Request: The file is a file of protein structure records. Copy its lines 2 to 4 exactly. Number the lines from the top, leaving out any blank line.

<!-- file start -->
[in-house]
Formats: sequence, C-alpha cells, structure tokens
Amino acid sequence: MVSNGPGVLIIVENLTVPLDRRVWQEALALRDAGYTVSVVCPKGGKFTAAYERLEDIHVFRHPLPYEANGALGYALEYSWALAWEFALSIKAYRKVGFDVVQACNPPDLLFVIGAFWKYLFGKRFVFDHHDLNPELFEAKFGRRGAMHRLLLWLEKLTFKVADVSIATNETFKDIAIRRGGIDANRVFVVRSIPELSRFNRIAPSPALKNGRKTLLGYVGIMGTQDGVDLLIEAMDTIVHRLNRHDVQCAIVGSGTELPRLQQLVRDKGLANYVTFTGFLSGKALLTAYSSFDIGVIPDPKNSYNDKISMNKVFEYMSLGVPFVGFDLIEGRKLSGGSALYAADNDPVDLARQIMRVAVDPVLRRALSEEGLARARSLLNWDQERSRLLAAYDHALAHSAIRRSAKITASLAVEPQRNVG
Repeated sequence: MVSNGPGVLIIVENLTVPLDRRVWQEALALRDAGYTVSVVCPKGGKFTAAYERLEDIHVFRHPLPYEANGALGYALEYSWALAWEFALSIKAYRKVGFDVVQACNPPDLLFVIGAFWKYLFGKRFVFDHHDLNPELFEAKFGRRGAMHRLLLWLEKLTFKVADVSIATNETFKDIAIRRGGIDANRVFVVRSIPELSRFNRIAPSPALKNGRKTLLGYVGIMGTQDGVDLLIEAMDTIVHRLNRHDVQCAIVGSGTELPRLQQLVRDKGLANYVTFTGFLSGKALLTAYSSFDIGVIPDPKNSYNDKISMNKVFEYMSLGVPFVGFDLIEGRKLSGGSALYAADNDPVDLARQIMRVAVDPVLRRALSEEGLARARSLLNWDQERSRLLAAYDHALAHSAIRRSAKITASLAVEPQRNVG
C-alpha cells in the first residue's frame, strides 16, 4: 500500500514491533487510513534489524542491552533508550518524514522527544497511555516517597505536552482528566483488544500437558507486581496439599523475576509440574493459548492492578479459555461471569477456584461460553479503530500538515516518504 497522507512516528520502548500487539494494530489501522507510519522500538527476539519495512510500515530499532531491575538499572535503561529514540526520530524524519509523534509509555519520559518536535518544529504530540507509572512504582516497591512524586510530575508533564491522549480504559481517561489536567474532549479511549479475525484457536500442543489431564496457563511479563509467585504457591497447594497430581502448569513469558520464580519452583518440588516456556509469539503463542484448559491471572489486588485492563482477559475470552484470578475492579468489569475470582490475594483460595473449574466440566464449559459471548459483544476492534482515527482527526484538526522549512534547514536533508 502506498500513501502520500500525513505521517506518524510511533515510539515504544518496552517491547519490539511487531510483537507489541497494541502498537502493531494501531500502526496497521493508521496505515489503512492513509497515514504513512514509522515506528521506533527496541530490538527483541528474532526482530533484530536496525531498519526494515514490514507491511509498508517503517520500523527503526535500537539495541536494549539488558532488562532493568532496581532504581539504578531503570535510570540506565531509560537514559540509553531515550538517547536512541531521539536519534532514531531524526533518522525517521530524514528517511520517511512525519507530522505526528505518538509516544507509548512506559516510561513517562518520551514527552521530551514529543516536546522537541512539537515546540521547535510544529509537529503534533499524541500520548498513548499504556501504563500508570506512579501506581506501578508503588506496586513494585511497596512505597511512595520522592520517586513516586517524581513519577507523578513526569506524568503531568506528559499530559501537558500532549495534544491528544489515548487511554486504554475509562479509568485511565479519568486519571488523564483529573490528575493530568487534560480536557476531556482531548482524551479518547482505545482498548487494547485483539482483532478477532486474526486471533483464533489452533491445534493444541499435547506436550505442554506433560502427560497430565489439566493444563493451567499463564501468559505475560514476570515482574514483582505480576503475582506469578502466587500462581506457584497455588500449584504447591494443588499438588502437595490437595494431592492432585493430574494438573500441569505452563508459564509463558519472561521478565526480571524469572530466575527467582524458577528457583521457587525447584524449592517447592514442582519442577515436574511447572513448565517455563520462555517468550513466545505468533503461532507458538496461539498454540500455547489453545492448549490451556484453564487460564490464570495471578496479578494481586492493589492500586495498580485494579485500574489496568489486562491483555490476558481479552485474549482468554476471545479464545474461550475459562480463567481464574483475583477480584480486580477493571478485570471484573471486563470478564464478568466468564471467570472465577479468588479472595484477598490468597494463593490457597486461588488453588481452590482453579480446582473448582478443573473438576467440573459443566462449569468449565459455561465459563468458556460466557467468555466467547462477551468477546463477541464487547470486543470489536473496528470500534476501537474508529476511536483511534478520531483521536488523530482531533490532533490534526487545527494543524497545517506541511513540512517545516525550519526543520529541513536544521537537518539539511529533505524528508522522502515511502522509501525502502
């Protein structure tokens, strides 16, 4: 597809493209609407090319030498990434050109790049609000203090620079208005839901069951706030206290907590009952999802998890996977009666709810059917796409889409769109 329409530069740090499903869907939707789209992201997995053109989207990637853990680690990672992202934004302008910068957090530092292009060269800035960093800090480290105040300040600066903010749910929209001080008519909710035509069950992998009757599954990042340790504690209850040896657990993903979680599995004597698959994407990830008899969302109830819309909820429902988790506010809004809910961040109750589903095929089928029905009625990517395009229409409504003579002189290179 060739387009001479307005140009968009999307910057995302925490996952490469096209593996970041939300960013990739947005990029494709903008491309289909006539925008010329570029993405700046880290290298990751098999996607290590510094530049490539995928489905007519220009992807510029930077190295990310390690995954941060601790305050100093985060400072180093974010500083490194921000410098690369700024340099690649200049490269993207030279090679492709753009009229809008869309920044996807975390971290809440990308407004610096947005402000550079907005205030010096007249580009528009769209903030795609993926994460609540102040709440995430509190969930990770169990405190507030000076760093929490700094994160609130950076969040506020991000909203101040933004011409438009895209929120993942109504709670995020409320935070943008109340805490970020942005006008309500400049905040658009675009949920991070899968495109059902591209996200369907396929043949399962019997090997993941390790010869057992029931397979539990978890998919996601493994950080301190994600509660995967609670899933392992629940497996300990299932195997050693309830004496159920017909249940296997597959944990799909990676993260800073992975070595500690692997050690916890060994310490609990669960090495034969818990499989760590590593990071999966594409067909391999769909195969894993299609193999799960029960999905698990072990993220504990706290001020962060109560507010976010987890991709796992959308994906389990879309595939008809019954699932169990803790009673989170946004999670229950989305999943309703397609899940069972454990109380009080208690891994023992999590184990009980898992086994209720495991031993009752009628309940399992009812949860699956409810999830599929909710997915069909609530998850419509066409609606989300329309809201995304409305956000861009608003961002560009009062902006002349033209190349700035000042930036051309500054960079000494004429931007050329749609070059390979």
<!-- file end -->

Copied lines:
Formats: sequence, C-alpha cells, structure tokens
Amino acid sequence: MVSNGPGVLIIVENLTVPLDRRVWQEALALRDAGYTVSVVCPKGGKFTAAYERLEDIHVFRHPLPYEANGALGYALEYSWALAWEFALSIKAYRKVGFDVVQACNPPDLLFVIGAFWKYLFGKRFVFDHHDLNPELFEAKFGRRGAMHRLLLWLEKLTFKVADVSIATNETFKDIAIRRGGIDANRVFVVRSIPELSRFNRIAPSPALKNGRKTLLGYVGIMGTQDGVDLLIEAMDTIVHRLNRHDVQCAIVGSGTELPRLQQLVRDKGLANYVTFTGFLSGKALLTAYSSFDIGVIPDPKNSYNDKISMNKVFEYMSLGVPFVGFDLIEGRKLSGGSALYAADNDPVDLARQIMRVAVDPVLRRALSEEGLARARSLLNWDQERSRLLAAYDHALAHSAIRRSAKITASLAVEPQRNVG
Repeated sequence: MVSNGPGVLIIVENLTVPLDRRVWQEALALRDAGYTVSVVCPKGGKFTAAYERLEDIHVFRHPLPYEANGALGYALEYSWALAWEFALSIKAYRKVGFDVVQACNPPDLLFVIGAFWKYLFGKRFVFDHHDLNPELFEAKFGRRGAMHRLLLWLEKLTFKVADVSIATNETFKDIAIRRGGIDANRVFVVRSIPELSRFNRIAPSPALKNGRKTLLGYVGIMGTQDGVDLLIEAMDTIVHRLNRHDVQCAIVGSGTELPRLQQLVRDKGLANYVTFTGFLSGKALLTAYSSFDIGVIPDPKNSYNDKISMNKVFEYMSLGVPFVGFDLIEGRKLSGGSALYAADNDPVDLARQIMRVAVDPVLRRALSEEGLARARSLLNWDQERSRLLAAYDHALAHSAIRRSAKITASLAVEPQRNVG